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A lesson on racial discrimination

Donald Sterling, Los Angeles Clippers owner, was recorded by his mistress making some crude racist remarks. Since then, Sterling's racist comments have dominated the news, from talk radio to late-night shows. A few politicians have weighed in, with President Barack Obama congratulating the NBA for its sanctions against Sterling.

There's little defense for Sterling, save his constitutional right to make racist remarks. But in a sea of self-righteous indignation, I think we're missing the most valuable lesson we can learn from this affair -- a lesson that's particularly important for black Americans.

Though Sterling might be a racist, there's an important "so what?" Does he act in ways commonly attributed to racists? Let's look at his employment policy. This season, Sterling paid his top three players salaries totaling more than $46 million. His 20-person roster payroll totaled more than $73 million. Here are a couple of questions for you: What race are the players whom racist Sterling paid the highest salaries? What race dominated the 20-man roster? The fact of business is Sterling's highest-paid players are black, and 85 percent of Clippers players are black.

Down through the years, hundreds of U.S. corporations have faced charges of racism, and many have been subjects of Equal Employment Opportunity Commission investigations, but none of them had such a favorable employment and wage policy as Sterling. How does one explain this? People with limited thinking ability might conclude Sterling is a racist in his private life but a nice card-carrying liberal in his public life, manifested by his hiring so many blacks, not to mention paying Doc Rivers, the Clippers' black head coach, a healthy $7 million a year. The likelier explanation is given no attention at all.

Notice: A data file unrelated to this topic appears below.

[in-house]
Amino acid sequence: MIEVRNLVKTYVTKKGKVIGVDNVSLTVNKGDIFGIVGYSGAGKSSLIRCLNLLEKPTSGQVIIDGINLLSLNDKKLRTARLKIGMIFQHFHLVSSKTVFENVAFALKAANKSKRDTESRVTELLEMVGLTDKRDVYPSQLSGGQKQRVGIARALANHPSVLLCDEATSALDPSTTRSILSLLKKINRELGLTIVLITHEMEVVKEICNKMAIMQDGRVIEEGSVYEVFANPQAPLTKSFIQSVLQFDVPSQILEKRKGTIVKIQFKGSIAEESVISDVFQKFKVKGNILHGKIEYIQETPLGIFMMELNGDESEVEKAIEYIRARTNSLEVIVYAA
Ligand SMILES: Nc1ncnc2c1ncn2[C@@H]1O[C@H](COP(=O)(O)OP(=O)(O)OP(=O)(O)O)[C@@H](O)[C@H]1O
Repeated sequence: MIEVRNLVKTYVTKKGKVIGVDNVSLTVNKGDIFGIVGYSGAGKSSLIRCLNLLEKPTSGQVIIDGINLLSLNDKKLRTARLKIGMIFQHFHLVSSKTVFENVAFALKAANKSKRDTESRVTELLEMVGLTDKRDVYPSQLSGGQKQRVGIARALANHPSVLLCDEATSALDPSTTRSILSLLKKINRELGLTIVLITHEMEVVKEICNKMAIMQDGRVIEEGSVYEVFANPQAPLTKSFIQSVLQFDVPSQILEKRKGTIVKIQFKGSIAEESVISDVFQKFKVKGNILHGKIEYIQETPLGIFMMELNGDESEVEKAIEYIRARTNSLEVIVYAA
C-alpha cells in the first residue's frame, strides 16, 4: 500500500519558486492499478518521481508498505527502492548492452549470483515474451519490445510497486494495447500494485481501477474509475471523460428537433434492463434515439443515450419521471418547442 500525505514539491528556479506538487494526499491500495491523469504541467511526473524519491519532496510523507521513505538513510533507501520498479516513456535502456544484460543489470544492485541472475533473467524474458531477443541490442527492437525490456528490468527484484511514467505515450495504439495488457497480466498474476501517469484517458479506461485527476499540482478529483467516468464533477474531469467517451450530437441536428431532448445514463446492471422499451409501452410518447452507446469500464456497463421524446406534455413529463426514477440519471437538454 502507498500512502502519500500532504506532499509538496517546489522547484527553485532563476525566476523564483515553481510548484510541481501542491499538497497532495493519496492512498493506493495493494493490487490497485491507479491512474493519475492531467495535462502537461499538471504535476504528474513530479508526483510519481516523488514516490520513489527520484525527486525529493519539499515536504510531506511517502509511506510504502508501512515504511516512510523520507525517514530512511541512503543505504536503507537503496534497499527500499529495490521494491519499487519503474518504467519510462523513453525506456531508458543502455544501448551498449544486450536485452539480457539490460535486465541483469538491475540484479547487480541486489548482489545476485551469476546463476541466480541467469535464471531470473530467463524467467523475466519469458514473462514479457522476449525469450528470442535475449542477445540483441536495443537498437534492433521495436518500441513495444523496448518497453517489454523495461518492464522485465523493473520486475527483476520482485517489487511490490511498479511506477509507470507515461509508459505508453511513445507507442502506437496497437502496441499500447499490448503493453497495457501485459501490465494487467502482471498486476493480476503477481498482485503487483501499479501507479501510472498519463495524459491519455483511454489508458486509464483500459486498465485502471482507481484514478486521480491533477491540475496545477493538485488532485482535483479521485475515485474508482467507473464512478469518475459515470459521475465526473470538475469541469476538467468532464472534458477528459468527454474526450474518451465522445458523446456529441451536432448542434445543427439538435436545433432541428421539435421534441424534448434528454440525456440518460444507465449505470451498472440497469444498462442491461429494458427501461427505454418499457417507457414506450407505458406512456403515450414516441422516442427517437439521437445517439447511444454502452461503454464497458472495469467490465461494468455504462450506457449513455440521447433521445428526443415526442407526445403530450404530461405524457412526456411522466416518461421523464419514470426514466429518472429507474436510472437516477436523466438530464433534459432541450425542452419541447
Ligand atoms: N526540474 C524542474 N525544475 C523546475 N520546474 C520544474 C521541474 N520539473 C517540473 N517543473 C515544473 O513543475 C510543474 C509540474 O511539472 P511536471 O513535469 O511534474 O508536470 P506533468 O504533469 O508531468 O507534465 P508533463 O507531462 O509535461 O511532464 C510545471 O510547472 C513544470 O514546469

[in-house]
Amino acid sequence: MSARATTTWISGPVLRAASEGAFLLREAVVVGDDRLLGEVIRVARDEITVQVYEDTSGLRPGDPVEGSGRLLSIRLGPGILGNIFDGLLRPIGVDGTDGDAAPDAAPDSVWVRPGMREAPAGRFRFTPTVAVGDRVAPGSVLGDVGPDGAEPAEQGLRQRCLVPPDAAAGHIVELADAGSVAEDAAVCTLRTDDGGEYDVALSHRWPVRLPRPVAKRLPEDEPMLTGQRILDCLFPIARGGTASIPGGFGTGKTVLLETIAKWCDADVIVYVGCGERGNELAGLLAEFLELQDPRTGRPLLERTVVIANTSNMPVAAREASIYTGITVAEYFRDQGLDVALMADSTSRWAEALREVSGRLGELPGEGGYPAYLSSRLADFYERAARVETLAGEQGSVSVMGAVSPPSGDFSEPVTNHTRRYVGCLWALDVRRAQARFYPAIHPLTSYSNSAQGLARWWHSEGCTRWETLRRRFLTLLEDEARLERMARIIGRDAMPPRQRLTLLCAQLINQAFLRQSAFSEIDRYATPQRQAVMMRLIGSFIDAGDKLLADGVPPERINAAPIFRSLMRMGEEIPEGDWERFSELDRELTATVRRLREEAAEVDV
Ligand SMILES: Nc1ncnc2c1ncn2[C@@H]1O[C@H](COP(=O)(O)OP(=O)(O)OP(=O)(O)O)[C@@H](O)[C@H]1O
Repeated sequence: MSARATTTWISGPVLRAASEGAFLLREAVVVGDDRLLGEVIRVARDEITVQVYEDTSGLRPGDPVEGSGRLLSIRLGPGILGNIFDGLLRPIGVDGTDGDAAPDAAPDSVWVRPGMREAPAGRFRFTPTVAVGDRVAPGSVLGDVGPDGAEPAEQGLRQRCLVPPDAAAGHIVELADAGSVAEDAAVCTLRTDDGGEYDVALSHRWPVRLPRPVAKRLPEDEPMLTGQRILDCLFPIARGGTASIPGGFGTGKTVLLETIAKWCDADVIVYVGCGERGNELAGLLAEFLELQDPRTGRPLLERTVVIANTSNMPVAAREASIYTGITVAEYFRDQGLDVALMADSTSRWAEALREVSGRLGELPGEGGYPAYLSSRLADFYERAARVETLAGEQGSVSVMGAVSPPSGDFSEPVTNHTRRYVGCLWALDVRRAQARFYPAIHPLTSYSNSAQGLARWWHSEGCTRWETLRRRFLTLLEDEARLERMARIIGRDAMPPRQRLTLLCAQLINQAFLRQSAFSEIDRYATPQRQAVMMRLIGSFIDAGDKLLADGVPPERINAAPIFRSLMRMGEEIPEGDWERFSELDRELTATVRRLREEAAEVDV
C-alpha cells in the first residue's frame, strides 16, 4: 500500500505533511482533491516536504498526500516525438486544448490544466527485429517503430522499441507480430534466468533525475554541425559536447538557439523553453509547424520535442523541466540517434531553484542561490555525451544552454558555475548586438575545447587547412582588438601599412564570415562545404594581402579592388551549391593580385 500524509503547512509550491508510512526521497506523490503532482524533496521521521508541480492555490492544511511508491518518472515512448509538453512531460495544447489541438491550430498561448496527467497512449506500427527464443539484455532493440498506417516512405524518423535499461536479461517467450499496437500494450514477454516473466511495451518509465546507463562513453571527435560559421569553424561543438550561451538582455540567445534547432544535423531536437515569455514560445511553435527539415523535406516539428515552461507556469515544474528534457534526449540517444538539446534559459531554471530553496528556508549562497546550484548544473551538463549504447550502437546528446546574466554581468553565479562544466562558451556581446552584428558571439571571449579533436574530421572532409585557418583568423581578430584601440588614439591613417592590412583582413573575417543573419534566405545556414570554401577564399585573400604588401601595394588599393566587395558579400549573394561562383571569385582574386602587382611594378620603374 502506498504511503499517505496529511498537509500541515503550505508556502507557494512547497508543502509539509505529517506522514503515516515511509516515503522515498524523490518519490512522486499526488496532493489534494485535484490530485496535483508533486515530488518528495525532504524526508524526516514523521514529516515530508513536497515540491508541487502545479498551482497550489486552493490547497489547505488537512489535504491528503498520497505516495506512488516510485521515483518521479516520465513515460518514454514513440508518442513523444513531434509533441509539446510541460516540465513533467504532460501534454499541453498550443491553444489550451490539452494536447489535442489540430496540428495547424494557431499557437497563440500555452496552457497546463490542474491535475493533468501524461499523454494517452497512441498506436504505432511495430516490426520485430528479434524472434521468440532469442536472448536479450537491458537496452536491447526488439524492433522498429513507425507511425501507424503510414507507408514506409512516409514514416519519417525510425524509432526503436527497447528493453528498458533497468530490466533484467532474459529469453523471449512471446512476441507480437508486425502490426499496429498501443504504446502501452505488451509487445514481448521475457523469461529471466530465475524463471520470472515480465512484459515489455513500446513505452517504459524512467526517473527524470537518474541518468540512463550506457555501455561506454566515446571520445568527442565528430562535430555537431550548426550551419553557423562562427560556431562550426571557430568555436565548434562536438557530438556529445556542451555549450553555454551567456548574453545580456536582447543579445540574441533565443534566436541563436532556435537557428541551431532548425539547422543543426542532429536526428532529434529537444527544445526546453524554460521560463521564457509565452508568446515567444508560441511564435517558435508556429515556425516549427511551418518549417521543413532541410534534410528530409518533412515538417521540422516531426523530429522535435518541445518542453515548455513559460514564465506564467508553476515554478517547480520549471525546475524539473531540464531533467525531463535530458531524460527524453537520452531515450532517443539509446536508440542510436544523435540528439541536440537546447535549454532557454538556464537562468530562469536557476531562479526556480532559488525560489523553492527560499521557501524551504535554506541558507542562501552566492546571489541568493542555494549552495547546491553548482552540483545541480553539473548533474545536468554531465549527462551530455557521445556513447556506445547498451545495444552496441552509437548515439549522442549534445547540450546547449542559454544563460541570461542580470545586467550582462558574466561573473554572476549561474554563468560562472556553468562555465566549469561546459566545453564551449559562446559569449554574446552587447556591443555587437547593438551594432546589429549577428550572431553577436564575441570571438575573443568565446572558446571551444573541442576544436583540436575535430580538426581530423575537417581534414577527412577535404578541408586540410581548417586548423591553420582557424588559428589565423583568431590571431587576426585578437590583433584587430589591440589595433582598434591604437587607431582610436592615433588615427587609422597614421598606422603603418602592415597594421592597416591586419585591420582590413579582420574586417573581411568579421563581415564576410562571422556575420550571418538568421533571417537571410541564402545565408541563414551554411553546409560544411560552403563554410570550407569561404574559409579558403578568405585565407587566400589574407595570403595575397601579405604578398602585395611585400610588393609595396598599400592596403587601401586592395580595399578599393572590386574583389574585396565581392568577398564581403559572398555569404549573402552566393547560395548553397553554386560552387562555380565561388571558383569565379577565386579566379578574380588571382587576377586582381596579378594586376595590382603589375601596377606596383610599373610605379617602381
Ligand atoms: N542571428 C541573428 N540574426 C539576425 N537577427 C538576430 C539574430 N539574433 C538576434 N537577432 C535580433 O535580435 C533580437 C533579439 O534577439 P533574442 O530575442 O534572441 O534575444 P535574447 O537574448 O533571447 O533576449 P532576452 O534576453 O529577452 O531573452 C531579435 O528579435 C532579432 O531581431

Let's use a bit of simple economics to analyze the contrast in Sterling's private and public behavior. First, professional basketball is featured by considerable market competition. There's an open opportunity in the acquisition of basketball playing skills. Youngsters just buy a basketball and shoot hoops. There's open competition in joining both high-school and college teams. You just sign up for tryouts in high school and get noticed by college scouts. Then there's considerable competition among the NBA teams in the acquisition of the best college players. Minorities and less-preferred people always do better when there are open markets instead of regulated markets.

Recently deceased Nobel Prize-winning economist Gary Becker pointed this phenomenon out some years ago in his path-breaking study "The Economics of Discrimination." Many people think it takes government to eliminate racial discrimination, but economic theory predicts the opposite. Market competition imposes inescapable profit penalties on for-profit enterprises when they make employment decisions on any basis other than worker productivity. Professor Becker's study of racial discrimination upended the view discriminatory bias benefits those who discriminate. He demonstrated racial discrimination is less likely in the most competitive industries, which need to hire the best workers.

According to Forbes magazine, the Los Angeles Clippers would sell for $575 million. Ask yourself what the Clippers would sell for if Sterling were a racist in his public life and hired only white players. All the evidence suggests that would be a grossly losing proposition on at least two counts. Percentage-wise, blacks more so than whites excel in basketball. That's not to say it is impossible to recruit a team of first-rate, excellent white players. However, because there is a smaller number of top-tier white players relative to black players, the recruitment costs would be prohibitive. In other words, a team of excellent white players would be far costlier to field than a team of excellent black players. It's simply a matter of supply and demand.

The takeaway from the Sterling affair is we should mount not a moral crusade but an economic liberty crusade. In other words, eliminate union restrictions, wage controls, occupational and business licensure, and other anti-free market restrictions. Make opportunity depend on one's productivity.

Walter E. Williams is a professor of

economics at George Mason University.